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Experts at King's College London say that although li"...
In premarketing clinical studies, accidental or intentional overdosage of LATUDA was identified in one patient who ingested an estimated 560 mg of LATUDA. This patient recovered without sequelae. This patient resumed LATUDA treatment for an additional two months.
Management of Overdosage
Consult a Certified Poison Control Center for up-to-date guidance and advice. There is no specific antidote to LATUDA, therefore, appropriate supportive measures should be instituted and close medical supervision and monitoring should continue until the patient recovers. Consider the possibility of multiple-drug overdose.
Cardiovascular monitoring should commence immediately, including continuous electrocardiographic monitoring for possible arrhythmias. If antiarrhythmic therapy is administered, disopyramide, procainamide, and quinidine carry a theoretical hazard of additive QT-prolonging effects when administered in patients with an acute overdose of LATUDA. Similarly, the alpha-blocking properties of bretylium might be additive to those of LATUDA, resulting in problematic hypotension.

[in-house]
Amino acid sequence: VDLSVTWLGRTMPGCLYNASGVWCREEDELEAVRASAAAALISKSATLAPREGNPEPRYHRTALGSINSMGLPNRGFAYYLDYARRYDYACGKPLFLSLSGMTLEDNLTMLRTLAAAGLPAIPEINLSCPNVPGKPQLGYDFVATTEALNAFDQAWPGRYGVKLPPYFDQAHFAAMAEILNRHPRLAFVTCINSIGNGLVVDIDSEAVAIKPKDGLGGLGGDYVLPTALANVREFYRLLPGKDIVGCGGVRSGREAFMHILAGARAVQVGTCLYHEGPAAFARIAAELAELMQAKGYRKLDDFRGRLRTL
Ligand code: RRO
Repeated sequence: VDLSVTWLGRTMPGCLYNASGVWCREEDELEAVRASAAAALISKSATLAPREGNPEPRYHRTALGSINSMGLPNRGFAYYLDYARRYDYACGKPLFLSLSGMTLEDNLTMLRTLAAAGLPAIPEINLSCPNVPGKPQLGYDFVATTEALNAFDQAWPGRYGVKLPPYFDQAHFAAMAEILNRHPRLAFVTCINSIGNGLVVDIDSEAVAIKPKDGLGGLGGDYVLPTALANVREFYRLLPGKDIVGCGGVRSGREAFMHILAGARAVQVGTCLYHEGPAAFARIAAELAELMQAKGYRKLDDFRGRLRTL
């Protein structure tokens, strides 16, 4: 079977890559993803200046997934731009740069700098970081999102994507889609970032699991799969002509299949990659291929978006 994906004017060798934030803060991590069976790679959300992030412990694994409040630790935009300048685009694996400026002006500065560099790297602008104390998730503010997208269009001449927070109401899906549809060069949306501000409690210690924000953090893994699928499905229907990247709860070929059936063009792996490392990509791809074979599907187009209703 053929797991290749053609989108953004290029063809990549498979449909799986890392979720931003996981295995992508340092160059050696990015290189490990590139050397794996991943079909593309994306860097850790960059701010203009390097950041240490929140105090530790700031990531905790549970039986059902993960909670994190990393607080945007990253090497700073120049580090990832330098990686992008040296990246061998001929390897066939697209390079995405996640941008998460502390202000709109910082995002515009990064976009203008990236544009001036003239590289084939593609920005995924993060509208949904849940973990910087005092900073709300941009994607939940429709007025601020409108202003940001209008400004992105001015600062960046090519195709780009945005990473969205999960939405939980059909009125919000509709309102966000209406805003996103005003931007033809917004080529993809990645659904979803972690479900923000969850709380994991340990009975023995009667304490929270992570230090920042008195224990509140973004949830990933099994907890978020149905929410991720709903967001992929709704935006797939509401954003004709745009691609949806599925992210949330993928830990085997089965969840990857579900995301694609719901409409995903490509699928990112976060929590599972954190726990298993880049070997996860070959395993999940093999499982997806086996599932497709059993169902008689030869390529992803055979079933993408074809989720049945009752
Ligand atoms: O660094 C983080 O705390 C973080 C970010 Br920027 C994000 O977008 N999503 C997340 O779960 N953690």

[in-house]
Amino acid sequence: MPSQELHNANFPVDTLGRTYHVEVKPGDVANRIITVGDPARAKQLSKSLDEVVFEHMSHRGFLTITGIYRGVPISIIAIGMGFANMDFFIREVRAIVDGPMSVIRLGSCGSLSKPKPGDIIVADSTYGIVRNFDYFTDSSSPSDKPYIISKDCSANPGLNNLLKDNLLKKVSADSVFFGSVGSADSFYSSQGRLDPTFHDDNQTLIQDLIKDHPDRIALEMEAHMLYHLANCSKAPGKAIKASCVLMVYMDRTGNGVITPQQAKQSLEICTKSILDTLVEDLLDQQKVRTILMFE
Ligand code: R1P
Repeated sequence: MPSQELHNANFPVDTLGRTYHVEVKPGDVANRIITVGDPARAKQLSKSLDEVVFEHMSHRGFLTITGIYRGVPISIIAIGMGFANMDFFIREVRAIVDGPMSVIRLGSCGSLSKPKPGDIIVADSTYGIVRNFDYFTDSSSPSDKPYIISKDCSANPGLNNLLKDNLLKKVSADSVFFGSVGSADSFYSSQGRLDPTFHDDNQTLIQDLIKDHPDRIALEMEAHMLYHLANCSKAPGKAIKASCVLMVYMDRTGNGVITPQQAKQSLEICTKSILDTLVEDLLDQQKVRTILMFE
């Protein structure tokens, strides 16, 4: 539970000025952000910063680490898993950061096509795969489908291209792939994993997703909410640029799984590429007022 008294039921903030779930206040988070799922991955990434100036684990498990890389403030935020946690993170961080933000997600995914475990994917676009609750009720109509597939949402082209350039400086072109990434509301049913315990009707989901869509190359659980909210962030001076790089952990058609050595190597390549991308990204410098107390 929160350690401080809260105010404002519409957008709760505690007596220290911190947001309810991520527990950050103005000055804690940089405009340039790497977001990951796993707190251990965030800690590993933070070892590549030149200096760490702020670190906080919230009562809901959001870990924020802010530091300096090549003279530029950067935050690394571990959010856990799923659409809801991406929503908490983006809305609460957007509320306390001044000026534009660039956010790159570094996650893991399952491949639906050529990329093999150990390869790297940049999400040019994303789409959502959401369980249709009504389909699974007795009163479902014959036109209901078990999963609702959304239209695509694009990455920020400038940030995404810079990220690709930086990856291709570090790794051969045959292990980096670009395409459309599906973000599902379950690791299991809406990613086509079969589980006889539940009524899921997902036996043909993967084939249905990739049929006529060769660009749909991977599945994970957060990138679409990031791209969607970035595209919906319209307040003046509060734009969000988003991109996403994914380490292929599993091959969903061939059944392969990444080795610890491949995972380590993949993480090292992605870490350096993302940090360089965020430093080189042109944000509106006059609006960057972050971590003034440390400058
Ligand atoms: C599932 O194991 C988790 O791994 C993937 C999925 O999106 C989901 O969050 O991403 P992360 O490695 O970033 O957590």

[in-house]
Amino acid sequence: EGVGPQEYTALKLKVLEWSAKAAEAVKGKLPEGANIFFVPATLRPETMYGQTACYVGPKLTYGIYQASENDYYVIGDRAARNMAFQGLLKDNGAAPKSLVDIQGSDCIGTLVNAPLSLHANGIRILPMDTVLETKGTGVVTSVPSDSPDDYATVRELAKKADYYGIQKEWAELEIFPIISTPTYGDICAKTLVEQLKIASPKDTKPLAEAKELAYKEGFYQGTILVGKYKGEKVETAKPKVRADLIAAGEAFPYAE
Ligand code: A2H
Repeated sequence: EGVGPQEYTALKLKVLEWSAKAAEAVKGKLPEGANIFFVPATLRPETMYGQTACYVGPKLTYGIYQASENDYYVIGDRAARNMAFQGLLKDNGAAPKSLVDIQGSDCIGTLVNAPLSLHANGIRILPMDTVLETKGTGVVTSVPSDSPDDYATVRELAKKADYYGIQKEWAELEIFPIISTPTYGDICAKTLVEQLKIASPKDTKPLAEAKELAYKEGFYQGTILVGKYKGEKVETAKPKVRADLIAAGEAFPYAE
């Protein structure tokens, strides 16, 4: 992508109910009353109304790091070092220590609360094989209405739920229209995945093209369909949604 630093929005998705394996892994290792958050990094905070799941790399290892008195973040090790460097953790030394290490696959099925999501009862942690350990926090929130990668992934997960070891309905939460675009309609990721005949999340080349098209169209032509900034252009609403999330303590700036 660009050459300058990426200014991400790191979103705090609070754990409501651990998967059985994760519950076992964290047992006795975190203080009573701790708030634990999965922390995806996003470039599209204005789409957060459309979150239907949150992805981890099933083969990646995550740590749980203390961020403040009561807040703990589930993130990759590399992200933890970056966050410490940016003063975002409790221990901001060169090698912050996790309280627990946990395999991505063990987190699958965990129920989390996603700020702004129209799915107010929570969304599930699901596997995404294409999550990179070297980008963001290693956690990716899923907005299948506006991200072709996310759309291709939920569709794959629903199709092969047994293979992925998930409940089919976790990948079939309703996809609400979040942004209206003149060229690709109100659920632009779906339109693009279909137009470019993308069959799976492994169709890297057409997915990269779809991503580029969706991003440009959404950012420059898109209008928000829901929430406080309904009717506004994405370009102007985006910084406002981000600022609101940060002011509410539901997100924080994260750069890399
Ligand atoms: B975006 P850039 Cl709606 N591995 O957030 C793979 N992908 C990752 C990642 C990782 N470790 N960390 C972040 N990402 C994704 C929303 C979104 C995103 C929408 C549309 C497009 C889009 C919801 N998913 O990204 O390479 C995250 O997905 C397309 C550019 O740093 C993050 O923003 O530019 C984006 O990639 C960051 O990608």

Hypotension and circulatory collapse should be treated with appropriate measures. Epinephrine and dopamine should not be used, or other sympathomimetics with beta-agonist activity, since beta stimulation may worsen hypotension in the setting of LATUDA-induced alpha blockade. In case of severe extrapyramidal symptoms, anticholinergic medication should be administered.
- Known hypersensitivity to lurasidone HCl or any components in the formulation. Angioedema has been observed with lurasidone [see ADVERSE REACTIONS].
- Strong CYP3A4 inhibitors (e.g., ketoconazole, clarithromycin, ritonavir, voriconazole, mibefradil, etc.) [see DRUG INTERACTIONS].
- Strong CYP3A4 inducers (e.g., rifampin, avasimibe, St. John's wort, phenytoin, carbamazepine, etc.) [see DRUG INTERACTIONS].
Last reviewed on RxList: 7/26/2013
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